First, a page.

“Finnish Lessons” by Pasi Sahlberg is an enlightening summer reading for all those passionate about education. Pasi tells us a success story – how, in less than three decades, Finland built a very successful education system – but above all he shares key thoughts regarding innovation in education.
The “Finnish way” or “fourth way” described by Sahlberg (one of the Open Education Challenge Mentors) is not a naïve view of education but the result of a strong political vision that opposes the current models of education transformation known as GERM – for Global Education Reform Movement – characterised by increased competition and choice, standardisation of teaching and learning, test-based accountability and merit-based pay for teachers.
Why don’t we let teachers do what they do best, i.e. teach? A simple question that gets – unsurprisingly – simple answers. Finns according to Pasi are both humble and pragmatic. Changing education is therefore first and foremost about learning and teaching:
- to learn well, teachers need first to teach well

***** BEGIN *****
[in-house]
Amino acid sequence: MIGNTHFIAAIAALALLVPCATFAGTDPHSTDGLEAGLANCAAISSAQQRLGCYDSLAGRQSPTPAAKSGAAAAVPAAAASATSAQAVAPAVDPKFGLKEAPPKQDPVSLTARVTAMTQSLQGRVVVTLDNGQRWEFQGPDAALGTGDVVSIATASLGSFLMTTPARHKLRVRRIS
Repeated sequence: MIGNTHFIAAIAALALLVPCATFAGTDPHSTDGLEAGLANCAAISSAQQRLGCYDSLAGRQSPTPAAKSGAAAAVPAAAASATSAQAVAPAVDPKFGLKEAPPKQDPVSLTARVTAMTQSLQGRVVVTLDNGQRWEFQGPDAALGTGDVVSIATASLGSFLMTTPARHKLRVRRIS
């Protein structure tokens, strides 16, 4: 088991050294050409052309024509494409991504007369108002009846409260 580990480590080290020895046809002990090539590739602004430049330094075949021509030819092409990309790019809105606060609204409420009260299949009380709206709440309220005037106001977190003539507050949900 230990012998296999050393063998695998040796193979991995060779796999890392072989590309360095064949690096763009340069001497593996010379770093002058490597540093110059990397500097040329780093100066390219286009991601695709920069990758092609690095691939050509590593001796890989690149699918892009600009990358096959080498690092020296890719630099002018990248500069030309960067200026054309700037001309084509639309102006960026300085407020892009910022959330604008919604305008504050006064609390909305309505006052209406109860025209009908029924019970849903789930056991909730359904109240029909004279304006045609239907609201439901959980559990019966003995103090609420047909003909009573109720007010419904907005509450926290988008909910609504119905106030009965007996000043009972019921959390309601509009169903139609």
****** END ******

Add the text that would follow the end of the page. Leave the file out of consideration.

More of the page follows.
- to teach well, teachers need time and to focus on teaching
- to learn well, students need to concentrate on what they learn and why they learn and not on the grades they will get
- to learn well and teach well, the whole educative community needs to work together towards a same goal
Sahlberg criticises the fact that change could be introduced in the education systems by “employing management concepts and principles borrowed from the business world in the school system”.
The Finnish fighting spirit in education is admirable, and the main reason why the Open Education Challenge will start its incubation process in Helsinki. Each of the companies we have selected has demonstrated a capacity to transform the way we learn or teach in many different settings, and will directly create new jobs and growth opportunities in education in Europe. But this can only be done if they employ educative concepts and principles borrowed from countries with the most innovative school systems, starting with Finland.
Finland is the place for every education start-ups to remember that quality of education will be central for their future success in the markets they have chosen to address.
Pasi tells us that Finns love to dance tango. Let’s finish then with a tango because education can be a dream made true:
siguiendo el compás
que todo es distinto
si entrega su alma al ritmo del vals.”
(El Vals Soñador by Oscar Rubens and Armando Pontier)
This post was originally published on the blog of Pierre Antoine Ullmo, founder of P.A.U. Education.